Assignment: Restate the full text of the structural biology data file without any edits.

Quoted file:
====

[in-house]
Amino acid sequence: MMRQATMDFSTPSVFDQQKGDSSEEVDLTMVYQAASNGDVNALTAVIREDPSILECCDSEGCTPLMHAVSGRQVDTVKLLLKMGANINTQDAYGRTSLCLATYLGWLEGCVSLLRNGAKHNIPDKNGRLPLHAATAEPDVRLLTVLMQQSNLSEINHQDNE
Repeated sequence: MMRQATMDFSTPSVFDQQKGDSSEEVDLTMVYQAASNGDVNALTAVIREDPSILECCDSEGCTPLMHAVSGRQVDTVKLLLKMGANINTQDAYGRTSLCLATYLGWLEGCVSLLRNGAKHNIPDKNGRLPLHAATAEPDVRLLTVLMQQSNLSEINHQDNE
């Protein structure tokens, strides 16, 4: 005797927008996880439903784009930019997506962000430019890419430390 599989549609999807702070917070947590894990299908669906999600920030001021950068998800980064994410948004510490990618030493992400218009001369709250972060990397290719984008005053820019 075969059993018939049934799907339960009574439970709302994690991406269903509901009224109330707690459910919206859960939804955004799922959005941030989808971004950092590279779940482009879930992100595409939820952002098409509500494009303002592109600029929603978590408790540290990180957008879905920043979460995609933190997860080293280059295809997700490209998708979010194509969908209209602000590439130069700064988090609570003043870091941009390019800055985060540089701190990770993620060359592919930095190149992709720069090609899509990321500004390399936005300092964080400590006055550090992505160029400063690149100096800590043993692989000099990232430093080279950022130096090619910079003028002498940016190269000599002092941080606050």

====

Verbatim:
[in-house]
Amino acid sequence: MMRQATMDFSTPSVFDQQKGDSSEEVDLTMVYQAASNGDVNALTAVIREDPSILECCDSEGCTPLMHAVSGRQVDTVKLLLKMGANINTQDAYGRTSLCLATYLGWLEGCVSLLRNGAKHNIPDKNGRLPLHAATAEPDVRLLTVLMQQSNLSEINHQDNE
Repeated sequence: MMRQATMDFSTPSVFDQQKGDSSEEVDLTMVYQAASNGDVNALTAVIREDPSILECCDSEGCTPLMHAVSGRQVDTVKLLLKMGANINTQDAYGRTSLCLATYLGWLEGCVSLLRNGAKHNIPDKNGRLPLHAATAEPDVRLLTVLMQQSNLSEINHQDNE
């Protein structure tokens, strides 16, 4: 005797927008996880439903784009930019997506962000430019890419430390 599989549609999807702070917070947590894990299908669906999600920030001021950068998800980064994410948004510490990618030493992400218009001369709250972060990397290719984008005053820019 075969059993018939049934799907339960009574439970709302994690991406269903509901009224109330707690459910919206859960939804955004799922959005941030989808971004950092590279779940482009879930992100595409939820952002098409509500494009303002592109600029929603978590408790540290990180957008879905920043979460995609933190997860080293280059295809997700490209998708979010194509969908209209602000590439130069700064988090609570003043870091941009390019800055985060540089701190990770993620060359592919930095190149992709720069090609899509990321500004390399936005300092964080400590006055550090992505160029400063690149100096800590043993692989000099990232430093080279950022130096090619910079003028002498940016190269000599002092941080606050």